# Line of destruction

There is a line of infinite length (about zero thickness) in a 3D space. It can rotate or move across any plane at any speed. Every point (flagged or not) that has already been visited by the line cannot be touched again.

Your mission is to set flags on specific points in space. As you set each flag, it will move until it touches the flag. Then you set another flag, and so on. You cannot set a flag on a point it has already visited.

Is it possible to make it impossible for the 'line' to reach a flag, after a finite number of flags?

Also,

Answer the same Q for a line of finite length.

• Does the line necessarily move straight, ie. to reach a flag must it follow a single plane? Sep 8, 2015 at 9:52
• Does the line move in a plane or can it move randomly ? Sep 8, 2015 at 9:59
• 'As you set each flag, it will move until it touches the flag.' "It" refer to the line I suppose? "move" can also mean "rotates" until it hits the flag? Sep 8, 2015 at 10:23
• If the line is not allowed to occupy the same point twice, this effectively eliminates rotation, or am I missing something? Sep 8, 2015 at 10:25
• @Sleafar I think he means Once the line is displaced from a point, it cannot return to that point again Sep 8, 2015 at 11:45

No, it is impossible to block off the line from any point, whether the line is finite or infinite.

Say you have some maze path M already dragged out by the line. Because no two "walls" may be adjacent (there is always a gap between them), it is always possible to go back arbitrarily close to any point on M by backtracking.

Now, pick any point P in the space not intersecting with M. There must be another point S on the path M that is the shortest distance to P. Since we can always backtrack, we trace M back to any point between P and S, and then we have a straight shot to P.

• I have much to learn about elegance and simplicity from this proof. Sep 23, 2015 at 5:24

No.

I don't have a mathematical proof, but merely an explanation:

Assume the line never rotates (it doesn't need to, since you only set new flags after it reaches one). This reduces the problem to a point in 2D space. However, since you can't place a flag on a visited point, you can never "cut off" the point and stop it sneaking between the gaps in the "walls" it's left behind.

A couple of changes would drastically alter the problem:

However, if you could set more than one flag at once and it couldn't, or had to touch them simultaneously, you could force the line to rotate.

• You're right. Try answering the 2nd Q also (finite line) Sep 8, 2015 at 14:29
• @ghosts_in_the_code Doesn't a "No" for the 2nd questions directly follow from the first "No" ? In the explanation above the "dot" would just become a "half-transparent" dot :c) Sep 8, 2015 at 14:32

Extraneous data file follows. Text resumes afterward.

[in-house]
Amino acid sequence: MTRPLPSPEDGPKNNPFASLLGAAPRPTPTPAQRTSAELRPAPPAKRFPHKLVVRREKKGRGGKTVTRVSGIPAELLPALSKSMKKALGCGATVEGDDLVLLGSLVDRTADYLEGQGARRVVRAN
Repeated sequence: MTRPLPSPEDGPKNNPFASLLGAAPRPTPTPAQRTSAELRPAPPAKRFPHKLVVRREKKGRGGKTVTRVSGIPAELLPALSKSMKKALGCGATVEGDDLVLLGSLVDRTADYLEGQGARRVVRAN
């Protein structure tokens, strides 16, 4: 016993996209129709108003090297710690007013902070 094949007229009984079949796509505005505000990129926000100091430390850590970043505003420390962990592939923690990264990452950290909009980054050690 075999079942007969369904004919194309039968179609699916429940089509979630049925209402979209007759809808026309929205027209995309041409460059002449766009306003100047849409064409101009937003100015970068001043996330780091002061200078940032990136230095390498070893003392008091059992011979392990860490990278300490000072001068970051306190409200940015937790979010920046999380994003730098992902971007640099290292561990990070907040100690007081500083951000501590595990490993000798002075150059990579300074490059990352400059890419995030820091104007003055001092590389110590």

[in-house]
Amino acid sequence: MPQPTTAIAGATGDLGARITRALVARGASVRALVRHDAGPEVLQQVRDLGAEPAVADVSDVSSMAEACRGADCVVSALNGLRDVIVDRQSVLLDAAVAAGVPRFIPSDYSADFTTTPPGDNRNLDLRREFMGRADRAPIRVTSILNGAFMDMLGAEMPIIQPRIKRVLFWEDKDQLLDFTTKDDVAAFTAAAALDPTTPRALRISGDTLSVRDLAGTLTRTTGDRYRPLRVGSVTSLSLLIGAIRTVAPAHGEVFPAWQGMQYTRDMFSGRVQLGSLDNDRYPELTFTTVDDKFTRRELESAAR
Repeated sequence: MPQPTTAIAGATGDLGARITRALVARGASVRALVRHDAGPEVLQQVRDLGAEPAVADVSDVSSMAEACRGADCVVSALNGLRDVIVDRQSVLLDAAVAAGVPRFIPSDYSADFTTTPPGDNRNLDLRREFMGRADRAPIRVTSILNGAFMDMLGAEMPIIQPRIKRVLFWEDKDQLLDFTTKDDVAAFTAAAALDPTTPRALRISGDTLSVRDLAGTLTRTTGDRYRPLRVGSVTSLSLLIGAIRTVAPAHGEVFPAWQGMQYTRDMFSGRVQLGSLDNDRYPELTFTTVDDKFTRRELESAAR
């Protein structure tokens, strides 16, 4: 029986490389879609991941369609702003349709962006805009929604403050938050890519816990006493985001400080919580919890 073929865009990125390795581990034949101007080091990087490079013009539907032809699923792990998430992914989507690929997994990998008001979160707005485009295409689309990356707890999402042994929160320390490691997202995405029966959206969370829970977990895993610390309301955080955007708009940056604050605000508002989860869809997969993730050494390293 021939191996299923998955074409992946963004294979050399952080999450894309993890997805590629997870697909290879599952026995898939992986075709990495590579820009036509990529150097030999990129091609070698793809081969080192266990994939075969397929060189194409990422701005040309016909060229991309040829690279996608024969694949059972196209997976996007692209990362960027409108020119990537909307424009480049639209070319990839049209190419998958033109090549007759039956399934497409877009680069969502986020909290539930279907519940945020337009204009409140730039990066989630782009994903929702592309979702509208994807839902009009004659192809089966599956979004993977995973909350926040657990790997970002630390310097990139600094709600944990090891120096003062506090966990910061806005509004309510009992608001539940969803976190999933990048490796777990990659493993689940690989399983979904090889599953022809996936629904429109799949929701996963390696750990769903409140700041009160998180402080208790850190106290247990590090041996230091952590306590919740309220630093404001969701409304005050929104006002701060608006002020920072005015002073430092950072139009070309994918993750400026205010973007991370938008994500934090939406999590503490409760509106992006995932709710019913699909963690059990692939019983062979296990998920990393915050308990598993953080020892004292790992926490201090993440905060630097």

• The second part is more complicated and I have't figured it out yet. If the line isn't infinite, you can place flags along its "infinite" length and force it to rotate. Thus you have to not only consider possible flag moves but also possible line moves to avoid cutting itself off. You have to create a "cage" of positions and movement that it can't fit into. Sep 8, 2015 at 14:43
• You can also make the same argument in terms of the line only rotating, anchored to a fixed point. In that case, every point maps to a point in the unit sphere around the origin.
– user88
Sep 8, 2015 at 19:55
• @JoeZ. this does not really work since technically you pass infinitely many times through the anchoring point. Sep 8, 2015 at 21:42

I sketched a playing stategy for the line. It's pretty complicated, but if I didn't miss any point, the line should be able to reach the flags, no matter where they're placed.

In order to evade getting in a locked position, the line needs to restrict its movements in a way such that the projection of the set of all visited points into the horizontal plane has a total area of zero (i.e. It's a curve). This way, it will always be able to escape by going up or down from the neighborhood of any point in the plane.

To show that any flag is reachable in this way, first notice that the ones in unvisited areas are trivially reachable within these constraints: As long as the line is kept vertical, its shadow will not sweep any area on the xy-plane. For areas which have already been passed by, the mechanism is slightly more complex.

During vertical motion, small horizontal displacements would be necessary to avoid self collision. However, it would not be a problem, since for any obstacle at some nonzero horizontal distance, an even smaller horizontal displacement would be possible.

Suppose, now, the flag lies on the curve. It can be shown, upon suitable tameness conditions (piecewise differentiability), that there can be found in its neighborhoood infinitely many line segments of unvisited points. These correspond to vertically unbounded areas which are completely free for maneuver. They can be reached from above or below by using the escape method explained at the start.

Consider one of those areas. In the worst case, every point directly above and below the flag is already visited. But by simultaneously moving forward, up/down, and tilting the top it is possible to make it reach the goal. After that, the vertical orientation can be restablished without self-intersections, by going backwards, tilting back up and moving downwards fast enough to compensate.

This entire process can be done in arbitrarily tight horizontal spaces, by shrinking the tilting angle (tilting less). Since the only rotation involves the plane of movement, it preserves the property that the projection of visited points forms a meagre set.

Here is an illustration of this mechanism:

Please, don't comment. I used all my drawing skill to make this one

• If anyone makes fun of your Rainbow Road drawing, they're going to have to answer to me! Sep 23, 2015 at 0:53